Your Guide to CPA Exam Changes & Updates
2017 CPA Exam Changes: Detailed Analysis
The CPA exam is going to have many changes in 2017. The changes culminate in an exam that is more difficult, with questions that test candidates at higher levels of knowledge.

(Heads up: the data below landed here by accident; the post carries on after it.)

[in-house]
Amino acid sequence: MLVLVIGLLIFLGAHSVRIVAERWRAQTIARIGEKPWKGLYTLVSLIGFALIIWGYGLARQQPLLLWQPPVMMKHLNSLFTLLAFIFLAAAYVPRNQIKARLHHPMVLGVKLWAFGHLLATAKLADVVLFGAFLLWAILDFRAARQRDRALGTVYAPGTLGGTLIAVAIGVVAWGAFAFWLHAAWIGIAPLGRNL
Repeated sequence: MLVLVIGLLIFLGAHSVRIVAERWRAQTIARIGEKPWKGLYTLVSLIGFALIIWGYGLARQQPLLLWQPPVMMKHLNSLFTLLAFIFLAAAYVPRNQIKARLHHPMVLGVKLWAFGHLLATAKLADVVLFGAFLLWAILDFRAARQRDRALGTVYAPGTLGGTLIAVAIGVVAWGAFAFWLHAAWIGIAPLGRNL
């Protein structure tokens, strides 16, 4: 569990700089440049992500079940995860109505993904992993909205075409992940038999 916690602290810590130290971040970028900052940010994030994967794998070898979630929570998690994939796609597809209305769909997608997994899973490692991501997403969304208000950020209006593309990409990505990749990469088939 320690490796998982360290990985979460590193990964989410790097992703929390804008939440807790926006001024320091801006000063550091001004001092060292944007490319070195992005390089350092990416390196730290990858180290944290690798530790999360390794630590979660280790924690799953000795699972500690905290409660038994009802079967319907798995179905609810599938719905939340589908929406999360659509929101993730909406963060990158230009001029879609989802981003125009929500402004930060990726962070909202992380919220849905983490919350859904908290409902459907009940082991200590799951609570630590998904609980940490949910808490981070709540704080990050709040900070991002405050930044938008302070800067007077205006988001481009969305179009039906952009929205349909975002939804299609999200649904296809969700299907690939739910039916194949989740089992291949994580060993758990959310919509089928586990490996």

Levels of Knowledge on the 2017 Exam In the field of education, there are multiple levels of knowledge (listed from lowest to highest): Remembering and Understanding, Application, Analysis, and Evaluation. The current CPA exam tests at the Remembering and Understanding and Application levels of knowledge. Beginning in 2017, the CPA exam will also test candidates at the Analysis and Evaluation levels of knowledge via new, more difficult multiple-choice and simulation questions. 01 Remembering & Understanding 02 Application 03 Analysis 04 Evaluation The perception and comprehension of the significance of a topic utilizing knowledge gained. The use of demonstration of knowledge, concepts, or techniques The examination and study of the interrelationships between separate areas in order to identify cause and find evidence to support inferences. The examination or assessment of problems and the use of judgment to draw conclusions. New for 2017 CPA Exam So, as a CPA candidate, you're probably wondering what these educational terms mean to you. To put it into perspective, we'll demonstrate the levels of knowledge with accounting examples. Remembering & Understanding The remembering level (the lowest level) is the ability to repeat back what one has been taught For example, remembering that the IRS allows for a building to be depreciated over 39.5 years. At the next level, understanding, the CPA candidate should be able to not only repeat what has been taught, but also comprehend the principles and theory behind the knowledge. For instance, being able to explain to a client the mechanics (or journal entries) of depreciating a building over 39.5 years Application TheThe application level is where a CPA candidate not only understands the theory, but also can apply what has been learned and perform in accordance with that knowledge. This is the level tested by the current task-based simulations. For example, the ability to make a journal entry for depreciating a building and compile the effects on the balance sheet. Analysis The next two levels of knowledge, analysis and evaluation, can ultimately be combined into one idea: A CPA candidate will need to be able to associate various learned elements with other segments or blocks of learning or accomplishments as well as draw conclusions and make judgments about them. Evaluation Questions that test a CPA candidate's abilities to reconcile, conclude, or evaluate scenarios assess the highest levels of knowledge. For example, uncovering an understatement of ending inventory during an audit should make a CPA candidate conclude the client may be trying to understate profits by overstating cost of goods sold and thereby defer tax liabilities to a later period. The auditor should also be concerned that the client may try to understate profits in other ways, such as by not recognizing sales or overstating other expenses in the current period. Thus, further auditing in these areas may be warranted. This type of inter-correlating information and knowledge demonstrates these higher levels of knowledge. When you are performing at this advanced stage of cognition, you can answer the "so what" questions. If you can explain why something is important or not important, then you have reached the analysis and evaluation levels of knowledge Current CPA Exam: AUD, BEC, FAR, REG Remembering and Understanding 50% 2017 CPA Exam Remembering and Understanding Application Analysis Evaluation AUD 30% - 40% 30% - 40% 15% - 25% 5% - 15% BEC 15% - 25% 50% - 60% 20% - 30% - FAR 10% - 20% 50% - 60% 25% - 35% - REG 25% - 35% 35% - 45% 25% - 35% - Remember that these advanced cognitive skills are not currently tested on the CPA exam. Beginning in 2017, though, all 4 sections of the CPA exam will test at the analysis level, and the Auditing & Attestation section will also have questions testing at the evaluation level. Therefore, this is a really big step for the AICPA, and it demonstrates that the questions on the CPA exam will become much more difficult. In addition, the testing of these cognitive abilities will increase content integration among the sections, e.g., candidates may need to draw on their base-level knowledge of FAR topics while answering an AUD TBS. Document Review Simulation (DRS) The Document Review Simulation (DRS) is a new type of Task-Based Simulation that tests application, analysis, and/or evaluation skills. The DRS will present a realistic document and source documents (exhibits) that require review. Certain words, phrases, sentences, or paragraphs in the DRS document may not be correct, and the candidate will need to select appropriate edits based on the source documents provided. The AICPA believes that the new DRS will increase CPA Exam authenticity, as it represents tasks that newly licensed CPAs may have to perform. In general, Task-Based Simulations (TBSs) on the new exam will include more material and data that a candidate will have to sort through to determine what is relevant to the actual question. Scoring Weights Currently on the CPA Exam, 60% of the score comes from the multiple-choice section of AUD, FAR, and REG. The remainder of the exam score (40%) is from the Task-Based Simulations. MCQs make up 85% of the total score in BEC, with the rest of the weight attributed to the written communications. In 2017, exams will be scored differently to accommodate the increased testing at higher order skills. For AUD, FAR and REG, the MCQ and TBS portions of the exams will make up 50% each of the total score. In BEC, the MCQs will be worth 50% of the score, while the written communications will make up 15%, and the new TBSs will be 35% of the total score. Current 2017 Exam and onwards MCQ Current TBS WC MCQ Current TBS WC AUD 60% 40% 0% 50% 50% 0% BEC 85% 0% 15% 50% 35% 15% FAR 60% 40% 0% 50% 50% 0% REG 60% 40% 0% 50% 50% 0% Time Allotment & Exam Breaks Each of the sections on the 2017 exam will have a 4-hour time limit. Currently, AUD and FAR are the only two sections that give candidates four hours to complete the multiple-choice questions and Task-Based Simulations. BEC and REG currently must be completed in three hours. To make up for the addition of Task-Based Simulations to BEC, the exam will increase by one hour in 2017, thus making it a four-hour exam. Due to the more complete Task-Based Simulations testing at the analysis level, REG will also increase in exam length by one hour, making it a four-hour exam as well. Given that the exams will now be more challenging, and in some cases longer, the AICPA has allotted time for breaks that will no longer count toward the section’s time limit. The allotted time for these breaks will likely be around 10-15 minutes, but this has not yet been finalized. The 2015 and 2016 CPA Exam will continue to penalize candidates for any breaks they take during their Prometric exam session. Current Time Allotment (hrs) 2017 Time Allotment (hrs) Variance AUD 4 4 0 BEC 3 4 1 FAR 4 4 0 REG 3 4 1 Score Release Timelines The AICPA does not anticipate any changes with the current 20-day average turnaround time, therefore score release schedules will be unaffected. There will be an exception with the first two testing windows in 2017, as there will be a delay to statistically validate candidate performance. Microsoft Excel in 2018 In 2018, Microsoft Excel will replace the current generic spreadsheet function. The addition of this program will have the goal of aiding test takers in completing calculations; candidates will not be tested on their Excel skill level.